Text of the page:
Banner for Feds Want Your Help to Resolve the Canadian Ag Labour Shortage

On June 27, 2022, the Government of Canada launched consultations to seek input for its National Agricultural Labour Strategy.

Canada is experiencing a shortage of skilled and unskilled workers within our mighty agricultural sector that plays a huge role in our country’s critical infrastructure, and is essential to the health and well-being of all Canadians.

How do we convince people that the world of Canadian ag is a meaningful and rewarding career choice?

With the launching of the National Agricultural Labour Strategy— running online from June 27, 2022, through September 28, 2022—Canada and the Minister of Agriculture and Agri-Food, the Honourable Marie-Claude Bibeau hope to drive input to provide the means to form resolution, both in the long and short term.

“As everyone is looking to Canada to increase its contribution to global food security, our agriculture and agri-food sector is facing a severe labour shortage that prevents it from reaching its full potential,” said The Honourable Marie-Claude Bibeau, Minister of Agriculture and Agri-Food.

“I encourage all stakeholders to take part in these consultations, through which our government wishes to foster the significant engagement of the industry and ensure that together we put in place effective and sustainable solutions.”

A recent Harris Poll commissioned on behalf of Express Employment Professionals noted that 26 percent of Canadian companies said they have hired employees they would not have hired if there were adequate employees available.

This is the new Canadian economy—rife with labour shortages and high employee turnover, and having to be satisfied with imperfect labour solutions.

It’s not a “pandemic” issue—at least not anymore, right? During the worst of the pandemic, there were employable personnel reluctant to seek employment owing to fears of Covid-19, but after over two years of economic strife, people needed money to feed themselves and family—so back to work they went.

Except they didn’t.

Statistics Canada noted that as of Q4 2021, there were 915,500 unfilled positions—up by 63 percent compared to the same point in 2020.

The agency also noted that vacant jobs are remaining vacant for a longer period, with nearly half of all job vacancies unfilled for 60 days.

The employment sectors, per Stats Canada, that felt the brunt of labour shortages more than anything else as of Q4 2021—even with wage bumps—where the jobs where close contact with strangers was always at the forefront, such as restaurant and grocery workers, nurses, and retail salespeople.

Despite all the hooting, hollering, and lamenting, ag sector workers didn’t even merit the ignominious Top 10—though that still doesn’t mean we should be ignoring the drain of labour in our labour force.

So where did all the willing workers go?

That’s what the National Agricultural Labour Strategy wants to determine and resolve.

Within the agriculture, forestry, fishing, and hunting sector—lumped together by Statistics Canada—there is an expected labour shortage of 31.9 percent; and expected vacant positions to increase by 6.7 percent. These numbers are based on respondents asked from April 1 to May 6, 2022, of their expectations on various obstacles over the next three months—which means this range could be from April 1 through to August 6, 2022.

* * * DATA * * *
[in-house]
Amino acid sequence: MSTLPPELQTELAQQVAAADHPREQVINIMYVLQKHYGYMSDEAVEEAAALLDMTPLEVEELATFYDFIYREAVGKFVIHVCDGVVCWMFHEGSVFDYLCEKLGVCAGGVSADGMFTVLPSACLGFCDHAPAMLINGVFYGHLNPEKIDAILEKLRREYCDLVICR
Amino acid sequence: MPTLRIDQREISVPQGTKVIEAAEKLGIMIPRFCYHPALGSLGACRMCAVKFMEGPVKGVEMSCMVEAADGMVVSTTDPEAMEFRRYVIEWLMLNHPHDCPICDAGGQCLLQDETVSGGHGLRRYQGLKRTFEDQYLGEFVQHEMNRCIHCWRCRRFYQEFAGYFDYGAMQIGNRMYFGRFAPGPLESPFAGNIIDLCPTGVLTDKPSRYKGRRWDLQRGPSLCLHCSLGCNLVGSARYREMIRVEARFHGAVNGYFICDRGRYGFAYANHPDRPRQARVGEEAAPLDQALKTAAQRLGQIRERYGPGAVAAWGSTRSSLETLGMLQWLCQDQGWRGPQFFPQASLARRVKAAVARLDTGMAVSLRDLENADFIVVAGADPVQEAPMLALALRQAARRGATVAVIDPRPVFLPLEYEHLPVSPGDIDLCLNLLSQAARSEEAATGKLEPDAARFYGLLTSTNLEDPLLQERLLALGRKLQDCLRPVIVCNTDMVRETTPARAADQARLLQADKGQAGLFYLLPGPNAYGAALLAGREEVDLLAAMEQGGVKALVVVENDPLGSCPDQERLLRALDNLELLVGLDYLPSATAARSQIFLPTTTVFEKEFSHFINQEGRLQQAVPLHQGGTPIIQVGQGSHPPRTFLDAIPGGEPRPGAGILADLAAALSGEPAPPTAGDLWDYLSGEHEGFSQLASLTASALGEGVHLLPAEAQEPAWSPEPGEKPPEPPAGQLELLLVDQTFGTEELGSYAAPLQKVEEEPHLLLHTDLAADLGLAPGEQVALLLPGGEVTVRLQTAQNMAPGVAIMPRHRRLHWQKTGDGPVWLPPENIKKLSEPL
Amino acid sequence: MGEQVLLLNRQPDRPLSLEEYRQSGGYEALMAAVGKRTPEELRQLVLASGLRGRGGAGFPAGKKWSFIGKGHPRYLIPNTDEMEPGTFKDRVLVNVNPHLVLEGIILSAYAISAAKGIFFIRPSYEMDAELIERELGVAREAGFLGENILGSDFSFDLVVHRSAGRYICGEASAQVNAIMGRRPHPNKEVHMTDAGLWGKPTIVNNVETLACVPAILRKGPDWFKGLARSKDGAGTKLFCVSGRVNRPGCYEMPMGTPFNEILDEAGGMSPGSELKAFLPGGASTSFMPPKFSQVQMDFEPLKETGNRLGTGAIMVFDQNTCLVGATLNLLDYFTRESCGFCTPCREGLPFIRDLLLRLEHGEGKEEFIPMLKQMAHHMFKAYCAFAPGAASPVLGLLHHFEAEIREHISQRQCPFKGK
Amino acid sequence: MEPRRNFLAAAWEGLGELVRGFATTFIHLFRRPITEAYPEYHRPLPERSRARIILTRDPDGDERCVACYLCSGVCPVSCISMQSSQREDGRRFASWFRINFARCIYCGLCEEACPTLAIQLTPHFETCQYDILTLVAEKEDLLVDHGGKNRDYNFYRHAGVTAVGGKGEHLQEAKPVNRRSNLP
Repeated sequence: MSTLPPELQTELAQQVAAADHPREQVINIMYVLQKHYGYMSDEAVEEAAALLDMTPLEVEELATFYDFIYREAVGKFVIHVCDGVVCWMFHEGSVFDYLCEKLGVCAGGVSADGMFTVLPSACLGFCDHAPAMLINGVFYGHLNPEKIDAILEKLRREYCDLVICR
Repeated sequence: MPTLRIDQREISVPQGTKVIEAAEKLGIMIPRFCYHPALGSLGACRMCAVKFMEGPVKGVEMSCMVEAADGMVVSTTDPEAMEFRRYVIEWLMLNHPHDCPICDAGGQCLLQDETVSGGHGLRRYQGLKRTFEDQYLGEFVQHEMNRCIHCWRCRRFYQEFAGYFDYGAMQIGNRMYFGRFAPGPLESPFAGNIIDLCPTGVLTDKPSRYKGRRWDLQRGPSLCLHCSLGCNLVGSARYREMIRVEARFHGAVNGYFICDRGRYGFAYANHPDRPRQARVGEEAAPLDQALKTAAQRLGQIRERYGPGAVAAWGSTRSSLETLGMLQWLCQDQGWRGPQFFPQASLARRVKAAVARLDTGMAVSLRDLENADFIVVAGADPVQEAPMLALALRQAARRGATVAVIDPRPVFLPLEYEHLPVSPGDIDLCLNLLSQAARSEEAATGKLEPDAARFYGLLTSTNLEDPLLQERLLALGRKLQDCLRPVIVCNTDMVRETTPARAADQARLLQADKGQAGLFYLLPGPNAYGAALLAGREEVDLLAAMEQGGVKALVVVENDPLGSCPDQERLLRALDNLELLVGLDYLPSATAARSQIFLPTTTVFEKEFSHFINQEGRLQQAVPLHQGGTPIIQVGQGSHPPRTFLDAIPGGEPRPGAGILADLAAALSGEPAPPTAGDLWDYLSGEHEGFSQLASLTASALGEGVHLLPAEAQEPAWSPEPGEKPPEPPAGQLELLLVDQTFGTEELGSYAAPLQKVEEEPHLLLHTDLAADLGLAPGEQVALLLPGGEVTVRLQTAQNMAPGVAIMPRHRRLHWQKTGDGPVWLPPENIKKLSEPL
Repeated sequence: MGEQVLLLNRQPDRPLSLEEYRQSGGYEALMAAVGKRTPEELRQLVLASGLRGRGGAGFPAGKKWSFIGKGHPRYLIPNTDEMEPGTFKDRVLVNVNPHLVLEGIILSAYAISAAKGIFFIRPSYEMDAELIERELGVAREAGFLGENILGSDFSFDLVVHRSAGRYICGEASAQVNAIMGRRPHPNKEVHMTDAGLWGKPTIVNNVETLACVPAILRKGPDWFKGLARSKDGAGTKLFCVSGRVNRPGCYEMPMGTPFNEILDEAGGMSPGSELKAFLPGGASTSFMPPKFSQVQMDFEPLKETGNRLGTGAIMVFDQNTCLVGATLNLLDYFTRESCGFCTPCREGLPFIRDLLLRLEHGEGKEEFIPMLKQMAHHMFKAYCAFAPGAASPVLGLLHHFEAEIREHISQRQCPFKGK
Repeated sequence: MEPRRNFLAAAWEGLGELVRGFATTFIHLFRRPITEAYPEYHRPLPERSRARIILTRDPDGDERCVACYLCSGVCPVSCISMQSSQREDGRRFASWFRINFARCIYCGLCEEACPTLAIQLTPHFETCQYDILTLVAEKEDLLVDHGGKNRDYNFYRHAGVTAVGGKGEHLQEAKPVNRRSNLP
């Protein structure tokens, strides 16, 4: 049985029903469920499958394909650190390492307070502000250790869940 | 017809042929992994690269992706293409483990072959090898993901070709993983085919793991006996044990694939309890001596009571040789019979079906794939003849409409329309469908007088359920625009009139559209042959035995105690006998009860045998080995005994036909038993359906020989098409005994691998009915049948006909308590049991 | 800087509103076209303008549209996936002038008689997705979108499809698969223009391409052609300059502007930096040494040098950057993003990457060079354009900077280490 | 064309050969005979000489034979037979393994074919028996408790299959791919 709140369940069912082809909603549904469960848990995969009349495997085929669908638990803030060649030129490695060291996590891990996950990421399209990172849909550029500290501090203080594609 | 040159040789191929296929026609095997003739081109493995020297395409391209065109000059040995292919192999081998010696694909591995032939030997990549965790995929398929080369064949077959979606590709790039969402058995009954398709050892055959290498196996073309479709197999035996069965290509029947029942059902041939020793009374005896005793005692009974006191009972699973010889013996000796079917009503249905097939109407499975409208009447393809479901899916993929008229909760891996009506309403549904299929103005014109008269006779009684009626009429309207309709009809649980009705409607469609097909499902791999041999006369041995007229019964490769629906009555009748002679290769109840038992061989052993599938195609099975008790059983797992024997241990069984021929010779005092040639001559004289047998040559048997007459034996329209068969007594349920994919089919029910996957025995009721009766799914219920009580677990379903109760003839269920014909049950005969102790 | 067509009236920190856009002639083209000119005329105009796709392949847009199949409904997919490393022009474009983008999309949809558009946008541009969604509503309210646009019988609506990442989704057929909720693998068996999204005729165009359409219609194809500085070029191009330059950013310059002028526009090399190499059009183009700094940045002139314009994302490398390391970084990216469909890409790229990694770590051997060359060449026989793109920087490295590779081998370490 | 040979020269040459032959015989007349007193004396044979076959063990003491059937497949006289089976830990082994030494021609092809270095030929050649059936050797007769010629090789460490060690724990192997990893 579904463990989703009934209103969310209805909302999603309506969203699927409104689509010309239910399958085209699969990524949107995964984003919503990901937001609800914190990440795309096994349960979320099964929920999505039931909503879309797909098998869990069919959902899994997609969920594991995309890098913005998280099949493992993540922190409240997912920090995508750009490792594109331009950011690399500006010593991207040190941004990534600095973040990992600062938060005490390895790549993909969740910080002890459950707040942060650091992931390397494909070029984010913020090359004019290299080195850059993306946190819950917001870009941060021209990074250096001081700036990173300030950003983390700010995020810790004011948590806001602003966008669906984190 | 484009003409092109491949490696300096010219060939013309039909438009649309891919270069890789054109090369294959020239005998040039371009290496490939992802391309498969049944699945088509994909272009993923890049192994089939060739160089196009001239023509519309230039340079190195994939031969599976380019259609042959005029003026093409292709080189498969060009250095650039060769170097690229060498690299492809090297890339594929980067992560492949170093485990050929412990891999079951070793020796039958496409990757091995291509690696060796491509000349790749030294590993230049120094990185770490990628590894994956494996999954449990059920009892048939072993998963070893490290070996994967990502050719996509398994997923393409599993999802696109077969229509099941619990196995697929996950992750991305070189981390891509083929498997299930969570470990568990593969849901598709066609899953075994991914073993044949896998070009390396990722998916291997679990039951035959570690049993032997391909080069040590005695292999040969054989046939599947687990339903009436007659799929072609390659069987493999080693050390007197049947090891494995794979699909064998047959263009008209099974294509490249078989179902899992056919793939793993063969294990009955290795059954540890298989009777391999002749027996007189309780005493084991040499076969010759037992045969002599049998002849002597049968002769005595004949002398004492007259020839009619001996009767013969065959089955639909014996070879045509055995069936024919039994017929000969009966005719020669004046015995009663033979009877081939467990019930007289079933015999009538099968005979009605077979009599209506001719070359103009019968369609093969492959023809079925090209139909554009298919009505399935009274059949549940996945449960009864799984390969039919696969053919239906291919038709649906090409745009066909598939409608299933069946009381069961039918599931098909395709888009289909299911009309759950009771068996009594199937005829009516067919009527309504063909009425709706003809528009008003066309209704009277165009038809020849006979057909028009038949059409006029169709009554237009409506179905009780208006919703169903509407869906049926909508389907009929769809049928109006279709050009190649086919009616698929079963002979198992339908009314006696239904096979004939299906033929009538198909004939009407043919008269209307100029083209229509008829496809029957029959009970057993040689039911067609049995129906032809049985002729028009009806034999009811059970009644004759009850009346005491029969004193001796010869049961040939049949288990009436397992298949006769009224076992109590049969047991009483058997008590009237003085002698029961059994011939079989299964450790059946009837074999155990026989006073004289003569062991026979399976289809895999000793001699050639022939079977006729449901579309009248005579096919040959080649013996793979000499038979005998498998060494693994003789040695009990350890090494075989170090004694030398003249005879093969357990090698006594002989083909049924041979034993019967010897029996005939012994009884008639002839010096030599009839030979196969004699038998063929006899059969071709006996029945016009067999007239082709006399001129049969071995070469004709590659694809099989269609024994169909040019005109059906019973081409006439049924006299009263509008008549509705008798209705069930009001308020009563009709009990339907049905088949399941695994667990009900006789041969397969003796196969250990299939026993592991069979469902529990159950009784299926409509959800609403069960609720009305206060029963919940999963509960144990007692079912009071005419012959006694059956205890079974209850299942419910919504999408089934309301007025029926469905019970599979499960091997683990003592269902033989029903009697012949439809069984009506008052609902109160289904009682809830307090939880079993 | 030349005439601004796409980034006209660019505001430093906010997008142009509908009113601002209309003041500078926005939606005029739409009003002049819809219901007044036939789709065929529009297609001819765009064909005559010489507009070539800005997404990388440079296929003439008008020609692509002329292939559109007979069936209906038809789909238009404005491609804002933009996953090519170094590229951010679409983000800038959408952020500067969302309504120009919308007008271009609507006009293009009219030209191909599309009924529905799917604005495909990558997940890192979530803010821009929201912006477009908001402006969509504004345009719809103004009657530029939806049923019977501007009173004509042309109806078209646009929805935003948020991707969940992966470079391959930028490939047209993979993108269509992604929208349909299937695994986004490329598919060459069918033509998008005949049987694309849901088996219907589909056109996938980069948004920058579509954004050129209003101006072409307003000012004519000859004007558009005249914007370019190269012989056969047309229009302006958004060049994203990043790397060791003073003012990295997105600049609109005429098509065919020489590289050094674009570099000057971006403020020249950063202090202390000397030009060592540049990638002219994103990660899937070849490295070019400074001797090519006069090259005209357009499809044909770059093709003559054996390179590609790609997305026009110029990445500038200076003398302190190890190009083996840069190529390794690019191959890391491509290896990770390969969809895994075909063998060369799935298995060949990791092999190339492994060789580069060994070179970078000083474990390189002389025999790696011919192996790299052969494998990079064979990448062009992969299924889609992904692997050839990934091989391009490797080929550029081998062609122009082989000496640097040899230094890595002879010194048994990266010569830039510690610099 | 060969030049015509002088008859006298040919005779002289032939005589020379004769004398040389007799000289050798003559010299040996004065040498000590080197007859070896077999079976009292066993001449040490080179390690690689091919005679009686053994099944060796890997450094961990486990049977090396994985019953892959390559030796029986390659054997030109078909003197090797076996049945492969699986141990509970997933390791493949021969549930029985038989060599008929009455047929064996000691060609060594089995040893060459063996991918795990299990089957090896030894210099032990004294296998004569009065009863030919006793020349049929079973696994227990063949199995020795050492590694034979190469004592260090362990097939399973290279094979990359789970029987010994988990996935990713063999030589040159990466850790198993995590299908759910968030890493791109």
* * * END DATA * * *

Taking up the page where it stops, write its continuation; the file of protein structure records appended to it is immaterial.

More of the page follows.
Not to play spoiler here, but one answer to the why, is that we are aging out.

Per Statistics Canada, between the years 2022 and 2021, the population of Canada of those aged 65+ increased from 14.4 percent to 18.5 percent. If we assume that the 4.1 percent was not made up entirely by an increase in babies being born, it implies that there are fewer working-age adults available on the job market.

And while the labour shortage isn’t all due to the pandemic, it has played a role in the current labour situation—just not in a way most think.

Due to nations everywhere wishing to avoid the spread of the disease, borders around the world were shut to essential travel only. Little to no immigration.

Excluding aboriginal peoples, the population of North America owes much of its growth to immigration, and those immigrants staying and having children.

Regardless of whether immigration would have rectified Canada’s labour shortage within the ag sector, it has played a role in a lack of employment fulfillment.

On June 23, 2022, Statistics Canada released its report: Within Analysis on labour challenges in Canada, second quarter of 2022, in which it noted a tightening of the labour market and increased labour demand.

The report said: “This has been characterized by record low unemployment rates and record high labour force participation among those in the core working ages of 25 to 54. Job vacancies rose to record levels in March 2022, with employers actively seeking to fill over one million (1,012,900) vacant positions across Canada. Meanwhile, the unemployment rate remains at a record low, edging down by 0.1% to 5.1% in May.”

Within the agriculture, forestry, fishing, and hunting sector, 27.7 percent of businesses saw recruiting skilled employees as the challenge, while 22.4 percent saw retaining skilled employees the issue.

Focus of the National Agricultural Labour Strategy will include:

  • Automation and Technology use and supplementation;
  • Targeted skills development and training;
  • Employment incentives and best practices;
  • Improved working (and where applicable, living) conditions and benefits, and;
  • Programs to recruit and retain workers.

With any luck, the National Agricultural Labour Strategy engagement process will help us find the solutions we need—it’s never just one answer—and that we have the wherewithal to do what is necessary to make it happen quickly and effectively.

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